For this stunning DB5 ???
1964 Aston Martin DB5
Registration no: 79 GYL
Chassis no: DB5/1375/R
To many observers the Aston Martin DB5 is the epitome of-the company's models during the David Brown era, boasting both beauty and refined high performance. It is also perhaps the best known Aston Martin in the world, having starred in the James Bond films Goldfinger and Thunderball, complete with machine guns and other gadgetry. In evolution terms the DB5 is a Series V DB4 but with a 4.0 rather than 3.7 litre engine, its coachwork embodying detail changes; it thus featured similar stunning styling from Touring of Milan, incorporating DB4 GT-style faired-in headlamps, with aluminium panels attached to a lightweight steel frame using Touring's Superleggera method of construction. Underneath the platform chassis used independent coil spring wishbone front suspension with a live rear axle located by Watt linkage and parallel trailing arms. Disc brakes were fitted all round, but the Girling items of the DB4 GT rather than the DB4's Dunlop discs. The Tadek Marek designed twin overhead camshaft, straight six engine was enlarged to 3,995cc from the DB4's 3,670cc, power rising to 282bhp at 5,500rpm in standard trim; a 314bhp Vantage option, using triple Weber rather than SU carburettors, higher compression ratio and a different camshaft profile, was a rare and desirable option. Initially, the all-alloy engine was mated to a four-speed David Brown gearbox with overdrive but later models featured a five-speed ZF unit; automatic transmission was also offered for the first time. Other changes over the DB4 included an alternator, four exhaust silencers rather than two, electric windows and variable intensity brake lights. Following its launch in July 1963 in saloon and convertible forms the DB5 received much praise, not least for its performance. A maximum of 148mph in standard trim, allied to 0-60 and 0-100mph in 7.1 and 16.9 seconds respectively, made the DB5 one of the fastest cars available and a match for the very best from Europe. Its production, however, was fairly short-lived, ending in September 1965 after 1,021 had been made; of these only 123 were Convertibles while just 65 had the Vantage engine.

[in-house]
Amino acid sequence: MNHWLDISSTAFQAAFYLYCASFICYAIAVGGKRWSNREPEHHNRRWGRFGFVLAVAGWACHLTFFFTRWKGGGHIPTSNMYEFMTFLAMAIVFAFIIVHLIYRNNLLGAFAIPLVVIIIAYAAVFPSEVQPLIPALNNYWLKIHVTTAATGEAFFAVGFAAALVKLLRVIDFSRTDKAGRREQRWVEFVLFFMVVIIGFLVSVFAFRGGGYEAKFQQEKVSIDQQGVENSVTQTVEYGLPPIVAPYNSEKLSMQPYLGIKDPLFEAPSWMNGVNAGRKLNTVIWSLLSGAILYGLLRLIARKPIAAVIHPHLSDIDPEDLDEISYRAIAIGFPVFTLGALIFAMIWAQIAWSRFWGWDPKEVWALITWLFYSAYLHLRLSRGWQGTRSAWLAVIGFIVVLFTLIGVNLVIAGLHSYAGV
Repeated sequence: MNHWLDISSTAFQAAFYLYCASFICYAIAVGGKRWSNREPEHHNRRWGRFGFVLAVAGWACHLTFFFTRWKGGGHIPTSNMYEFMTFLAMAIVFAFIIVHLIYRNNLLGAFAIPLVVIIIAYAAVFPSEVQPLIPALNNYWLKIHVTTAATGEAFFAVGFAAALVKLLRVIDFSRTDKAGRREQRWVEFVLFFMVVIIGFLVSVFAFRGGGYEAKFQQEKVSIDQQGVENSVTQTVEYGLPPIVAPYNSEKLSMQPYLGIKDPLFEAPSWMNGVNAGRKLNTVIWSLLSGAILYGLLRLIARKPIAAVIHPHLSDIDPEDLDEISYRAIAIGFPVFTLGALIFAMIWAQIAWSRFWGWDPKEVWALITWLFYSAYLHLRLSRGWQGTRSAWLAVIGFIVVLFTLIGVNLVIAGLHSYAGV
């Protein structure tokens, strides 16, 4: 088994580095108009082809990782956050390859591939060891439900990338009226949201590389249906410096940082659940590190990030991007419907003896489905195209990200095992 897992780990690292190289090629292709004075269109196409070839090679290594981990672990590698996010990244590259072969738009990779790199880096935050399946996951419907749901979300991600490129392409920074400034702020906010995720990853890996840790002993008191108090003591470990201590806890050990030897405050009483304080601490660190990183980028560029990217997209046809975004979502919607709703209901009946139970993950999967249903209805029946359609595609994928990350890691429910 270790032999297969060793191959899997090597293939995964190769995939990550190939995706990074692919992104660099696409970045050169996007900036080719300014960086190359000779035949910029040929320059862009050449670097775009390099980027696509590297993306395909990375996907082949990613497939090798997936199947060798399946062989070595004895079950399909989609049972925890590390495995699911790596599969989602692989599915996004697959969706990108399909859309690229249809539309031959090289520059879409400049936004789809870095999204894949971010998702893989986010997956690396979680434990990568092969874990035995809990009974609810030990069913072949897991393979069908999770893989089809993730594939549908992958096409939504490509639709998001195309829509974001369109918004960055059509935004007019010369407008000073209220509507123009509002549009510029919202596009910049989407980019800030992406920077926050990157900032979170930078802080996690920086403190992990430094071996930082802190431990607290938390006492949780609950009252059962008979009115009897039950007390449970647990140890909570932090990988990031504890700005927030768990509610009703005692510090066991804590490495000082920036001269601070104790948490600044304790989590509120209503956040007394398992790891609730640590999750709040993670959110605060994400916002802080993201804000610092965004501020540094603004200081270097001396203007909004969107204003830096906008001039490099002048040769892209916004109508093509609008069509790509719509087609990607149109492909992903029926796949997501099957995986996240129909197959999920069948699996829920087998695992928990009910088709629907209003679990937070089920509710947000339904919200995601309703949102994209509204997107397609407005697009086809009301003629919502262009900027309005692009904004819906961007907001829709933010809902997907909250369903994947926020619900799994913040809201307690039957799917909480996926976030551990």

Finished in the classic and highly sought after James Bond colours of Silver Birch with dark blue leather interior, this fine DB5 was delivered to its first owner, Gregson and Co, on January 23 1964. Believed to have never undergone restoration - backed up by an official valuation from June 1989, included in the accompanying comprehensive history file, that declared this Aston Martin then to be "one of the most original and sound examples of this car existing today". Also contained in the file are copies of the original Aston Martin Lagonda build sheet and service work record by AML until November 1967, assorted correspondence/documentation relating to the DB5, old MoT test certificates dating back to April 1967 that confirm the recorded mileage, a current test certificate valid for 10 months, a DVLA record of its post-1974 keepers, various photographs and service/maintenance bills totalling in excess of £20,000 since January 2002, at which point some sill and chassis renovation work was carried out and new chrome wire wheels fitted; the most recent work, in August 2006, comprised stripping and rebuilding of the cylinder head with new valve seats and guides and fitment of an up-rated radiator at marque specialist Nicholas Mee & Company.
A highly attractive and hugely desirable example of one of the most collectible of Aston Martins ever produced.